The story of the Sambhavna Clinic, a non-profit holistic health clinic in Bhopal, India, built to treat those injured by the Union Carbide toxic gas release in 1984. enlarge video
HCWH's co-founder Gary Cohen is a recipient of the prestigious Skoll Award. This video, chronicling the evolution of HCWH's work, premiered at the 2009 Skoll World Forum. enlarge video
Sustainable Health Care
Healthcare can become more sustainable in many ways. In Europe, Health Care Without Harm is focusing on avoiding toxic substances, segregating and minimising waste, and adopting green purchasing strategies.
Of course, environmentally responsible healthcare doesn't end there: green buildings, energy efficiency, food and pharmaceuticals are just a few of the many areas in which hospitals can improve their environmental profile. Explore our site to learn more.
Avoiding Toxic Substances
PVC is the most commonly-used plastic in medical devices. It is manufactured from chemicals which cause cancer and it releases dioxins when disposed of. To be used in medical devices, PVC has to be softened with phthalates.
Phthalates are classified by the European Union as CMRs (carcinogenic, mutagenic or reprotoxic). Evidence is mounting that the levels of phthalates to which neonates are exposed during treatment in hospital with PVC devices could cause long-term health problems.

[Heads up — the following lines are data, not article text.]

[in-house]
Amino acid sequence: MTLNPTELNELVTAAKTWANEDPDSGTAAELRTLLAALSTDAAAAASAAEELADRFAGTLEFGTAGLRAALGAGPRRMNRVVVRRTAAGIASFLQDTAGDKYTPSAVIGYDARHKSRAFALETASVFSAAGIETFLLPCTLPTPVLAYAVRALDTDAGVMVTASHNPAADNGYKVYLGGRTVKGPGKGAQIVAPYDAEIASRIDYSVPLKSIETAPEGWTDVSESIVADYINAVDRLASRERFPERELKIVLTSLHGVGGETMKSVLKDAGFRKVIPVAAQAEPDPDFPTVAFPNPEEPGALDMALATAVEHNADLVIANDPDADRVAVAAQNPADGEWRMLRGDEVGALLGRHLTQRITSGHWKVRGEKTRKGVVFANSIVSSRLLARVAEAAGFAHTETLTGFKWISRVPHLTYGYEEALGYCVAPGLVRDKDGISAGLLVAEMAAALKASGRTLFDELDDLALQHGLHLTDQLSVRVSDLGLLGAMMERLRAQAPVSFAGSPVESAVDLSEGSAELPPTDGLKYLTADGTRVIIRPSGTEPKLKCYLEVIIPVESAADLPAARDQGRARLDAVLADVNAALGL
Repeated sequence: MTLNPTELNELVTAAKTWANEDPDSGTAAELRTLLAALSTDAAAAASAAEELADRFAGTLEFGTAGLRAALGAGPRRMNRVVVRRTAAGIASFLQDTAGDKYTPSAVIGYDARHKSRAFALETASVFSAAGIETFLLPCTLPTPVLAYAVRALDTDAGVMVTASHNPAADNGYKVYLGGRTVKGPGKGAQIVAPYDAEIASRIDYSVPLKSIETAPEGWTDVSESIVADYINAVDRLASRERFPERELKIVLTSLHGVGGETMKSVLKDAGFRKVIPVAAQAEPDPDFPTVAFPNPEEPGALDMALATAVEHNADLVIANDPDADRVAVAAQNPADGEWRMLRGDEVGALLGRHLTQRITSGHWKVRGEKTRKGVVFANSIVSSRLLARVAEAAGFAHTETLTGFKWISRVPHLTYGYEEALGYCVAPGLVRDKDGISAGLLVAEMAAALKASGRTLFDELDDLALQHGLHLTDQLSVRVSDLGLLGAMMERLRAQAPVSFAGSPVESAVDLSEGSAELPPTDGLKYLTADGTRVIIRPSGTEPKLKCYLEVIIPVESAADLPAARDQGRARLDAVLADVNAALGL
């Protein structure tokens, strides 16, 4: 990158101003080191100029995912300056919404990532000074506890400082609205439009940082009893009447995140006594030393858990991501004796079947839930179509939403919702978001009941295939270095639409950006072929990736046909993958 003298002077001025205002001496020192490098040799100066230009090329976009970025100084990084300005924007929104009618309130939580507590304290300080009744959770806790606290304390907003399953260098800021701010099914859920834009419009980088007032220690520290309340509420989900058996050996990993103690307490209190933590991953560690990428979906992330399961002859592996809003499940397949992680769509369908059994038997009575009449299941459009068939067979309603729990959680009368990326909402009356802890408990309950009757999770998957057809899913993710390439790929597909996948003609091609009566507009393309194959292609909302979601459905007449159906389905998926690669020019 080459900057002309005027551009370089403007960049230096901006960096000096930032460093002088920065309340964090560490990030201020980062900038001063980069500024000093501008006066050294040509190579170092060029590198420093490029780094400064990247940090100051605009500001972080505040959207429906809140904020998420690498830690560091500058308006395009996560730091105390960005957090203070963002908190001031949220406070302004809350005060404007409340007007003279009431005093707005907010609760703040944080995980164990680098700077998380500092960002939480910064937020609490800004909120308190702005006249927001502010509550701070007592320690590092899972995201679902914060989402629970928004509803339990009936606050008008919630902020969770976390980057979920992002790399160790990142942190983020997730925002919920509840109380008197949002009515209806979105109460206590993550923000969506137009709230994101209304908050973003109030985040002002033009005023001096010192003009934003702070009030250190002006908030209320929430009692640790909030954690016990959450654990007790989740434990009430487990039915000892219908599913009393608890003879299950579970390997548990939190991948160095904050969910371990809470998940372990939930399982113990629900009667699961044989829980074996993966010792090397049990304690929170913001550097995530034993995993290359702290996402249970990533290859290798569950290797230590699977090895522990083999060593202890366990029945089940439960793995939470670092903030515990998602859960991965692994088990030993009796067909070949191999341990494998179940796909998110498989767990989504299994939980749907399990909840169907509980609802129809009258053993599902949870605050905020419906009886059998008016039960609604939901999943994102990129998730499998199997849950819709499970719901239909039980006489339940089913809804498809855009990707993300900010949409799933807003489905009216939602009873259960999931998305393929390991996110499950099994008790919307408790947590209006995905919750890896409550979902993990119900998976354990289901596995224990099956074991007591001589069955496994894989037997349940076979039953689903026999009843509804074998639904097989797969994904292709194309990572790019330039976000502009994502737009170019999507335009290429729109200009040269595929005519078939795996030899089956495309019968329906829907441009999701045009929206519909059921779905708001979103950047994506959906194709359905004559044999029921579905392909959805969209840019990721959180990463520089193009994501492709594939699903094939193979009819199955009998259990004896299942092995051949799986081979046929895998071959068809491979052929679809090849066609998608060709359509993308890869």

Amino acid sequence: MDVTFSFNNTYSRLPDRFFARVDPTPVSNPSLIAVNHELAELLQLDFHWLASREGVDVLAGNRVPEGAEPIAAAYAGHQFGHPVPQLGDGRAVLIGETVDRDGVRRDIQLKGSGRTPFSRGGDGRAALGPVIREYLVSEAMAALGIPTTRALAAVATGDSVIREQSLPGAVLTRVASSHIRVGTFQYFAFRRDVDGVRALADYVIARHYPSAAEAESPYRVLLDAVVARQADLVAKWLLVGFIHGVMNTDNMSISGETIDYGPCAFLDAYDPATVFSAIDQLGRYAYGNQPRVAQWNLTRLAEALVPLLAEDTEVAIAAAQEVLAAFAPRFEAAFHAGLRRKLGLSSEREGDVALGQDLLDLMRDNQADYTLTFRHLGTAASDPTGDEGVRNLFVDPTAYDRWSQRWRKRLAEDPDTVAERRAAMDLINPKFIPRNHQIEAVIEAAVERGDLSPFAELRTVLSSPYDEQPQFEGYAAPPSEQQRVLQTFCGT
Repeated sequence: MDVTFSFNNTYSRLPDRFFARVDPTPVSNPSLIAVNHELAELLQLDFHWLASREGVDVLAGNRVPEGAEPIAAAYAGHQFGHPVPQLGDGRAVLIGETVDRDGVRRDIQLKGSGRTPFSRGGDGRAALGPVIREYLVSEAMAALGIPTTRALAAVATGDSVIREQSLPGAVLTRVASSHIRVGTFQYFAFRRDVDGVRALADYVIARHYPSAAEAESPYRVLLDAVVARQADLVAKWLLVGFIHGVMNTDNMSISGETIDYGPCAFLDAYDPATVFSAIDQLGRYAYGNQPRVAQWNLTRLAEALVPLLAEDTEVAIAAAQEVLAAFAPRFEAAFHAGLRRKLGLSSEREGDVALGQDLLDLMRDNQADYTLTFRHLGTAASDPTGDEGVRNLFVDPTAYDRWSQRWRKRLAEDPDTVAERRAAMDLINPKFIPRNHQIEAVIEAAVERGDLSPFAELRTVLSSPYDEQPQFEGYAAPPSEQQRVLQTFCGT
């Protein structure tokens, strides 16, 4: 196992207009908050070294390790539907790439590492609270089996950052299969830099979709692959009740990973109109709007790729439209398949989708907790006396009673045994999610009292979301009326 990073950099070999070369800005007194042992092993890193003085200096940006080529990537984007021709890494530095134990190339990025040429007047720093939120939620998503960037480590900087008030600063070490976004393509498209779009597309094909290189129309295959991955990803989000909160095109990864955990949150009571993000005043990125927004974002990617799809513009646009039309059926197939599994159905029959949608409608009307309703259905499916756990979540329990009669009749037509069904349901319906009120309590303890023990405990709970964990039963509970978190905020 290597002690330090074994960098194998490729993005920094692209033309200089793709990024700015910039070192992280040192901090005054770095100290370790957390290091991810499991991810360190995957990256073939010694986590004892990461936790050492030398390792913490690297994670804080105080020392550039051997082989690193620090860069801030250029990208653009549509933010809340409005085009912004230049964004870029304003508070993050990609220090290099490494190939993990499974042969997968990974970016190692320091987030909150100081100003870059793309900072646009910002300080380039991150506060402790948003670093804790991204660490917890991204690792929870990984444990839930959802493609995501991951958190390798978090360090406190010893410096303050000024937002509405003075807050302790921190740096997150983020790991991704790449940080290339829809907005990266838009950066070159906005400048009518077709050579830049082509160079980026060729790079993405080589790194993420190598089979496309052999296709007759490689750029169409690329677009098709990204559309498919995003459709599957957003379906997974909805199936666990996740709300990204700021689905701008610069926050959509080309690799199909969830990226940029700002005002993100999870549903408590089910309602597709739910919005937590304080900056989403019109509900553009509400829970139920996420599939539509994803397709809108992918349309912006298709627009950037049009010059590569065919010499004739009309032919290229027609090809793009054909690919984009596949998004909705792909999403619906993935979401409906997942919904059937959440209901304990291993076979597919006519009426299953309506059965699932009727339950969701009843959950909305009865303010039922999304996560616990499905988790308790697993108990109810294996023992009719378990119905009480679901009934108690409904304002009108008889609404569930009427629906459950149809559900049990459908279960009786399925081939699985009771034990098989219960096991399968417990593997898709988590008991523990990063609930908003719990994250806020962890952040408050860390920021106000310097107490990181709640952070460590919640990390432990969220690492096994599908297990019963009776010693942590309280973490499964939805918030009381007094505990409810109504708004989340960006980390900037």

Are there alternatives? More and more devices made without PVC are available on the European market. Hospitals all over Europe, from Sweden to Austria, the Czech Republic and Slovakia have already phased out PVC from neonatal units.
Other substances of concern include mercury, commonly used in blood pressure devices and thermometers, and brominated flame retardants. Find out more about mercury-free healthcare.
Adopting Green Purchasing Strategies
The hospitals making the fastest progress toward sustainability are making fundamental changes to their purchasing strategies.
By adding environmental criteria to their tender requests, they are reducing the amount of harmful substances they buy, while driving innovation for the development of safer alternatives.
Sweden and Austria are particularly advanced in green procurement. Find out more about green purchasing.
Segregating and Minimising Waste
As much as 90% of healthcare waste is packaging, paper, and other ordinary, non-infectious, non-hazardous refuse. If made from the right materials, it can all potentially be recycled.
It is therefore vital to keep this waste separate from infectious and hazardous waste: just one bloodied bandage contaminates an entire bag of ordinary waste.
Infectious waste has to be decontaminated. The materials are then lost for recycling and, if incinerated, release pollutants including heavy metals and dioxins.
Find out more about waste management and non-incineration technologies.
- Addressing Climate Change in the Health Care Setting: Opportunites for Action (pdf)
Outlines seven steps health care systems can take to reduce their climate footprint while improving public health, and presents examples from around the world
- Better Food, Better Health, Better Environment: The Benefits of Sustainable Food Procurement in Hospitals (pdf)
- Carbon Reduction for Health Systems
Learn more at the website of the NHS Sustainable Development Unit, UK
- Co-Benefits to Health of a Strong EU Climate Change Policy (pdf)
- Healthy Hospitals, Healthy Planet, Healthy People: Addressing Climate Change in Health Care Settings (pdf)
Aims at addressing the climate footprint of the health sector
- Lancet Series report on Health and Climate Change (pdf)
- Making the Case for Policy Makers (pdf)
- World Health Organization website for information about Climate and Health